I was experiencing the kind of disorientation that Jonathan Lear, a philosopher of psychoanalysis, has suggested is essential for getting good at being human. His phrase for this experience, the “erotic uncanny,” captures its power to make you fall in love with and long for the very thing you thought you already were. Lear’s uncanny is Freudian—an experience, ranging from the disorienting to the terrifying, of encountering something at once strange and familiar. His erotic is Platonic—a longing for unity. In the vacillation between disorientation and unity, we are able to experience a form of critical detachment not already built into our identity or activity.

Lear points to the example of a teacher. Teachers regularly reflect on their pedagogy, or many do. They think about how they could be better lecturers, or discussion leaders, graders, etc. This is a feature of the “practical identity,” or social role, of being a teacher. Precisely for this reason, it cannot actually function as a way to get outside the role. It can become self-punishing and, for all its scrupulous evaluation of one’s performance, a moral blindness. Being a good human according to this (Kantian) ethical model means living up to the social roles that you have adopted—an arduous process, as he points out, and not actually one that leads to human flourishing. The experience of disorientation Lear is describing, however, simultaneously takes you outside the role and strands you in the middle of it, struck anew by its beauty and importance, but unsure how to proceed.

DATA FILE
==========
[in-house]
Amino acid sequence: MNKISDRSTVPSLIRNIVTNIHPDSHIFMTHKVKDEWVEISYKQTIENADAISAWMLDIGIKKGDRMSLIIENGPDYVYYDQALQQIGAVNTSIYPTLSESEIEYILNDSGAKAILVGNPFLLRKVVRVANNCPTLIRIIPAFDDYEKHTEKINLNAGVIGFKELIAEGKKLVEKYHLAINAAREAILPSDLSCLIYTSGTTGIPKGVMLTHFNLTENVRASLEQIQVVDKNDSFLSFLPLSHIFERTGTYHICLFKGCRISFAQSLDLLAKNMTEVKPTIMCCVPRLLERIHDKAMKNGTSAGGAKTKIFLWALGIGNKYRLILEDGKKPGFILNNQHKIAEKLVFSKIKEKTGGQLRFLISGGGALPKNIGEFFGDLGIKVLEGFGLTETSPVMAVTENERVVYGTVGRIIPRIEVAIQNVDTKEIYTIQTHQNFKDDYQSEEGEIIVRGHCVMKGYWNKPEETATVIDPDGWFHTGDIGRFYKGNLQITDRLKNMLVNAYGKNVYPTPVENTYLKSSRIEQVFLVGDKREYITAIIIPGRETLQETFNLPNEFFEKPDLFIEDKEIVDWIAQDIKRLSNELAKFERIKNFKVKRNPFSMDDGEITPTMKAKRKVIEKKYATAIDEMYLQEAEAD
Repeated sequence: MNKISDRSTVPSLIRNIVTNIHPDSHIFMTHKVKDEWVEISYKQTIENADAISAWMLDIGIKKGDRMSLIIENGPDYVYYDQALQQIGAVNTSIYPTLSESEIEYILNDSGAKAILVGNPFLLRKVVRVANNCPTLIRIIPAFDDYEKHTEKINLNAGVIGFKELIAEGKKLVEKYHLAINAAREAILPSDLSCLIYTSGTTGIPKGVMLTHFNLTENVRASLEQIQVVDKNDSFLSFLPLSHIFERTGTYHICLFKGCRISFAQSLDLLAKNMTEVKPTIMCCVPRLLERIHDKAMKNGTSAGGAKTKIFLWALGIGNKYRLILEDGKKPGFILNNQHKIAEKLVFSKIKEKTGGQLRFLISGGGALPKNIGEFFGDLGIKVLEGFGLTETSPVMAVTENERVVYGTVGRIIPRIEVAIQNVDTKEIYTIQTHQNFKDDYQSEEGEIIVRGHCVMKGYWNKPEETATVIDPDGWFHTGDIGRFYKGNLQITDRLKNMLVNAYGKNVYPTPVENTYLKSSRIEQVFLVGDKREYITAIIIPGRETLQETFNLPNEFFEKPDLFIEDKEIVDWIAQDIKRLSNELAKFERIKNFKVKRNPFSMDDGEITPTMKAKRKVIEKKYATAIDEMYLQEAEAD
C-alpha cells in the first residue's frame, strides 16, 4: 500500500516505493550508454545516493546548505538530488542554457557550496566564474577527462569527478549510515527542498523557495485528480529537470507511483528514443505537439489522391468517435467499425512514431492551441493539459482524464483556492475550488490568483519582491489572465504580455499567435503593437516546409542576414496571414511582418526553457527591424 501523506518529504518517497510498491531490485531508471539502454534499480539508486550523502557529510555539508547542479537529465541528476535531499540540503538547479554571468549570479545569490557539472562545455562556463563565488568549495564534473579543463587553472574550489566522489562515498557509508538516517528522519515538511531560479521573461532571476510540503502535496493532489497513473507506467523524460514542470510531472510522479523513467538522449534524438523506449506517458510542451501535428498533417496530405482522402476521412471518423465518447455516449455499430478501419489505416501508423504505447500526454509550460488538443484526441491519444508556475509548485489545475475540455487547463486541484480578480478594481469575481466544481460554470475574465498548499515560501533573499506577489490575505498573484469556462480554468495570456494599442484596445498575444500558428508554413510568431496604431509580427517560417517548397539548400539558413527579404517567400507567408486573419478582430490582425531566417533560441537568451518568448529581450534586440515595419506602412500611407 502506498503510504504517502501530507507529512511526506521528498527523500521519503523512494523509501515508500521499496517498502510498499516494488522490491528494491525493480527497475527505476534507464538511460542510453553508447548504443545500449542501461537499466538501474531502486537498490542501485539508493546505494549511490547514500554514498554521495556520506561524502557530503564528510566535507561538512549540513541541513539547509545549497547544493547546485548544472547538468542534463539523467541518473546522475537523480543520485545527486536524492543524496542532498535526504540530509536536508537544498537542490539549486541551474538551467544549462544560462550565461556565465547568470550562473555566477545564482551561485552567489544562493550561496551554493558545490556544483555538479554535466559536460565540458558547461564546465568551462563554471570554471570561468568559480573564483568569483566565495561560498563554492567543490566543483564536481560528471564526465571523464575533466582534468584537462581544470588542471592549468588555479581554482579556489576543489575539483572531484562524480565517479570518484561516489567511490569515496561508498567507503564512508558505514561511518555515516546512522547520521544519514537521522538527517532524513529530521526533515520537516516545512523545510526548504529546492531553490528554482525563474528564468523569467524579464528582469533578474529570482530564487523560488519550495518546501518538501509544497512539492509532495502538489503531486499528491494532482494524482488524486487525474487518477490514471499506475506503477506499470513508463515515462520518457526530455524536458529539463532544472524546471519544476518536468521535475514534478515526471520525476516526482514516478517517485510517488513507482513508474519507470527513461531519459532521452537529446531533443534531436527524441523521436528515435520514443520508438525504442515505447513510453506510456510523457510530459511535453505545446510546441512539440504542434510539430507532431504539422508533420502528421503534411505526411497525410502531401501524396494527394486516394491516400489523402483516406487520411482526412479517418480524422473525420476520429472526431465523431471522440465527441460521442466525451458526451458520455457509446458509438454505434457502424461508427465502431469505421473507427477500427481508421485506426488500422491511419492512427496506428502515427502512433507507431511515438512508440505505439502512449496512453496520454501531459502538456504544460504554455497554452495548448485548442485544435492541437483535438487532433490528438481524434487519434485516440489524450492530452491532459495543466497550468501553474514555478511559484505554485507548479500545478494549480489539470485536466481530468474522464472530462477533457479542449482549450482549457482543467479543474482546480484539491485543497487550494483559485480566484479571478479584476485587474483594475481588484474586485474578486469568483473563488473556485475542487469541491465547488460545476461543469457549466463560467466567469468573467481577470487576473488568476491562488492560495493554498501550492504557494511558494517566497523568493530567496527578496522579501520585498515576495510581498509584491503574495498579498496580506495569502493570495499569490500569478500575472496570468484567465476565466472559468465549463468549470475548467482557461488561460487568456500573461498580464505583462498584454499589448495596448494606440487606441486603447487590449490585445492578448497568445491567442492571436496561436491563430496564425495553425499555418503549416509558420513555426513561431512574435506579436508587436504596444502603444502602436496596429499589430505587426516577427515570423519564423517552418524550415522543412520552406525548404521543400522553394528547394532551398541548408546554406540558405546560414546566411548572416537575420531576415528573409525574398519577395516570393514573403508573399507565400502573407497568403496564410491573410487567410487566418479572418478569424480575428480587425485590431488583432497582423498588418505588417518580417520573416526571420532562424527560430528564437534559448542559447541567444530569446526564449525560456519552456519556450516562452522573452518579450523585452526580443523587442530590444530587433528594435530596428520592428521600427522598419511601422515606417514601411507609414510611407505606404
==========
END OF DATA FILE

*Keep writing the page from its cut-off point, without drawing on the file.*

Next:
Midstream in the semester, I stopped teaching as if my Oberlin students would go on to graduate school—a fiction I had maintained well past my belief in it because it spared me having to answer difficult questions about the value of the discipline. I thought, instead, about how I could help them cultivate a relationship to reading that would enrich their lives.

I did not abandon my commitment to teaching students the skill of literary analysis—how to look closely and patiently at a literary work for a sustained period of time until insights rise to the surface and patterns reveal themselves. But the activity of close reading no longer functioned simply as a way to teach the methods and rigors of a discipline. Rather, it was a critical skill and a life skill—a way to enrich experiences both of literature and of the world. What I sought to learn and to teach was integration. Living well required close reading real-life experiences; reading well, in the sense of a deepened knowledge of the formal properties of texts, required personal identification. Read your life and live in books.